Also you can't submerge the hard disks in the oil as they are not completely sealed - there is a hole with a microfilter to keep the air pressure equal to the outside pressure and this will allow oil to get in.

The reason this is used commercially is because oil has a higher specific heat capacity than air - also it ensures that all components can be cooled well. There is also less noise and no dust can be drawn into the system from nasty fans. The oil itself can be pumped away to be cooled by either a radiator or a phase-change system (fridge).

Have a look at this website for some guys who did a similar project using a synthetic ester.
Posted by Peter  in  Toulouse, France  on  Mon May 16, 2005  at  06:56 AM
Did they not used to have a stripped TV working in a bath of polyfluorocarbon liquid as part of an infomercial for a PFC lubricant? That's another non-conductive heat removing fluid.
Posted by DFStuckey  in  Auckland New Zealand  on  Tue May 17, 2005  at  06:11 AM
This really works, but organic oils are a bad idea as said before, they fall apart and form a sludge. I use a custom plexiglass box to cool 6 computer powersupplies, which inturn are used to supply power to my thermal electric cooler for my CPU, Northbridge, and GPU. Those powersupplies run at full load, 1050 watts of DC current, they generate alot of heat, and scary voltages, and I have yet to have one short out or burn out. I'll link a website of my setup when I dunk my motherboard in oil, due to the fact that I have horrible condensation/ice buildup on the motherboard due to the -10c to -40c temperatures that my computer runs at. For you nonbelievers, just wait =)
Posted by Chris Morrell  in  Augusta  on  Tue May 17, 2005  at  10:40 PM
To all the people out there that keep asking "is this possibe" just think about. How isn't it? As stated by i think about at least 8 different people oil is non-conductive (or conducts very little, we should hope) that it wouldn't short circuit the computer components.

One issue i do have with this is that doesn't oil absorb water from the atmosphere? My friends father (total geek) did a test of this about 4 years ago. He got vegetable oil and put it into a cup and has let it sit there up untill now. After 2 years the oil had water molecules mixed inside it from absorption from the atmosphere. Now normally that wouldn't be a problem because water is in fact more dense than oil, but even so after many many years you would still have small amounts of water molecules suspended inside the oil. So im guessing that the "oil computer" has to obviously have its oil changed every so often months. Which would really shit me as i am poor and lazy and don't like to re-do things that i have already set up.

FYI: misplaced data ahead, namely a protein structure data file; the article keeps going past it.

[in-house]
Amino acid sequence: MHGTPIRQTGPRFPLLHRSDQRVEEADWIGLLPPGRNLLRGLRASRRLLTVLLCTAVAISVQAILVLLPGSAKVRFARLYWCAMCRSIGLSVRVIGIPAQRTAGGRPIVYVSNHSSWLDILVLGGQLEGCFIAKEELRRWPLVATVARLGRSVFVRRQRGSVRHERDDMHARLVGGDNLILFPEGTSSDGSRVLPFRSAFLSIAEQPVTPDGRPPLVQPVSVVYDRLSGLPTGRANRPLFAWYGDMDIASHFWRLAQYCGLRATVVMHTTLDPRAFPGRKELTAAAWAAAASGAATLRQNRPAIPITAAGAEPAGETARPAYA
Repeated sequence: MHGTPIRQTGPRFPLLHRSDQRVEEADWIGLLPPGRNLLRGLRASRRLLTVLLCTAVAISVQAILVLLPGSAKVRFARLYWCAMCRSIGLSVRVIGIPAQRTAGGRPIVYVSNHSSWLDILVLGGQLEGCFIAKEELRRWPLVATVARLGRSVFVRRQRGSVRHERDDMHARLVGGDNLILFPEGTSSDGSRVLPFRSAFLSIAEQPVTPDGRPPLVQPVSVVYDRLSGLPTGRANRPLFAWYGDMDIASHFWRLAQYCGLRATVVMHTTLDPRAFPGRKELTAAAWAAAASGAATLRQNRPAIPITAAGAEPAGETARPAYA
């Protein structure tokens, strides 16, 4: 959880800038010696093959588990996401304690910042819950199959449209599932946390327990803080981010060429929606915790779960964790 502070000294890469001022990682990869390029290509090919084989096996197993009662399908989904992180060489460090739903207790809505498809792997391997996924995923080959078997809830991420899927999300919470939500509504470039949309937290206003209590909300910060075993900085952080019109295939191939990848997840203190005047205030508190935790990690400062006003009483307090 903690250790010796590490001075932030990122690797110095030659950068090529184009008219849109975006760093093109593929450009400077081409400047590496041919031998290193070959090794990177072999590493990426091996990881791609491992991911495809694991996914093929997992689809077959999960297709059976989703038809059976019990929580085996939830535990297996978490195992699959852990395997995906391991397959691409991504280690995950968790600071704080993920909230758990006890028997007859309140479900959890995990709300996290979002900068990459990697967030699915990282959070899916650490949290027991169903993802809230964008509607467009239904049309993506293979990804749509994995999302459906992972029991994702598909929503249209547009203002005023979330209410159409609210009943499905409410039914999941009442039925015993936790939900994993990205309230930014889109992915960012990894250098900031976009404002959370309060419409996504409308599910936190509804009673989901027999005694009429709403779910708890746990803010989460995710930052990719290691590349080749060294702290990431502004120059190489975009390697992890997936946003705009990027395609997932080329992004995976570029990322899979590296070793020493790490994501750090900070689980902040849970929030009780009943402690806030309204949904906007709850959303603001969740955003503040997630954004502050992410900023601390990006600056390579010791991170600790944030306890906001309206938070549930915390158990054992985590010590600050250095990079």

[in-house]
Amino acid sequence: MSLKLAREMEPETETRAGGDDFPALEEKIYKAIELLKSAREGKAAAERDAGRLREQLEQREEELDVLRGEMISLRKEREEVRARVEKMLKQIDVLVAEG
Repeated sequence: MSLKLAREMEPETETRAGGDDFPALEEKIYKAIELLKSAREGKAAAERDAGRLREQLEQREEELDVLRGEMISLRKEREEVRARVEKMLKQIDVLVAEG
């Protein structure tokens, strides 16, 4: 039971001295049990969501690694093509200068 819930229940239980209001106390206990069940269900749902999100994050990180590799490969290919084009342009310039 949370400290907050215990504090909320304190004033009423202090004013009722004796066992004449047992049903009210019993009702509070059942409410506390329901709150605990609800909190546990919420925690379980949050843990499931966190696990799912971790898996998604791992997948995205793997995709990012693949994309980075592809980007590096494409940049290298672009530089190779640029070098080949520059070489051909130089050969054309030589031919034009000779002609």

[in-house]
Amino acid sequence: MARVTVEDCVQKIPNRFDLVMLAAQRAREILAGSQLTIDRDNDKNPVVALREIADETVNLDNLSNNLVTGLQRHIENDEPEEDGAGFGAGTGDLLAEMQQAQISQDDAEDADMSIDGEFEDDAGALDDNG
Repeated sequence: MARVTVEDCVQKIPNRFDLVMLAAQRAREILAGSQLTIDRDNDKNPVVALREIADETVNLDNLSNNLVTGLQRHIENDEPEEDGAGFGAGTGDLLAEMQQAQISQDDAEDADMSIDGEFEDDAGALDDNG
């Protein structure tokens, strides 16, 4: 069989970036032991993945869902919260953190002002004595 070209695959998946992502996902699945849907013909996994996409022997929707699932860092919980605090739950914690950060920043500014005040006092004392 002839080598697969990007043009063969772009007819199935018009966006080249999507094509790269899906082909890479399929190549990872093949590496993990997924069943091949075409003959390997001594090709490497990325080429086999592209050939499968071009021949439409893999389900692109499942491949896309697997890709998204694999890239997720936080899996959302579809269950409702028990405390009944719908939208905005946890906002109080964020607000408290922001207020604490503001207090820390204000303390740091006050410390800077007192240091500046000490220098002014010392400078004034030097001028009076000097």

I also read somewhere about someone who put dry ice on the bottom of the oil as to keep the oil cool. Because it sublimes and is never a liquid it would just pass through the oil, whether or not its conductive i have no idea. He overclocked it to about 2 times as fast as the core speed. He eventually poured liquid nitrogen over it and the whole system stopped... Would have been interesting though...
Posted by anti  on  Thu Jun 02, 2005  at  02:55 AM
Coolanol is a very very effective oil used to cool down radar jamming equipment. I used to work with it in the Air Force, but on a different plane than the one listed. Coolanol is a heavy duty cooing agent. and is an oil. it is perhaps the most viscus fluid that I know. one drop on the floor spreads out to several feet.
So, although i do think oil will cool his system, I doubt very much that the fans would operate for very long before burning out do to the viscosity of the vegetable oil.
Posted by boaz  in  nj  on  Wed Jun 15, 2005  at  10:07 PM

I started testing cooling using mineral oil. I am still making sure everything will work fine in the oil. I plan on seeing how far I can overclock it.
Posted by Mineral Oil  on  Sun Jul 03, 2005  at  06:07 PM
Ok people, lets try this, oil is not conductive. If it were your car would not run, yes I said your car. The coil for a car is basically a capacitor and stores electricity and is filled with, brace yourself, oil. Also to answer another question, yes it does cool the computer and very well infact. Someone else was inspired by the german guy that did this and this one did it in english as well as took video, so you can see the fans turning even while he's filling it up, so no its not photoshopped.
Posted by BinaryCortex  on  Fri Aug 05, 2005  at  09:43 PM
If any non-conductive material would do, would it be possible to run a computer in a bath of some supercold liquid, such as liquid CO2 maybe, and get the advanatages of superconductivity?

Or is this why they use liquid Nitrogen in some electronic systems?
Posted by DFSTuckey  in  Auckland New Zealand  on  Sat Aug 06, 2005  at  01:01 AM
Man, this isn't a hoax...if you think oil conducts eletricity...think again...oil doe NOT conduct eletricity, it conducts heat though....but i dont think the hdd needs to be heat dissipated though, cause cpu and gpu are generally the only things that require extreme heat dissipation... i dont think the fans even are plugged in in the picture, why would you need fans?
Posted by John  on  Thu Aug 25, 2005  at  11:31 PM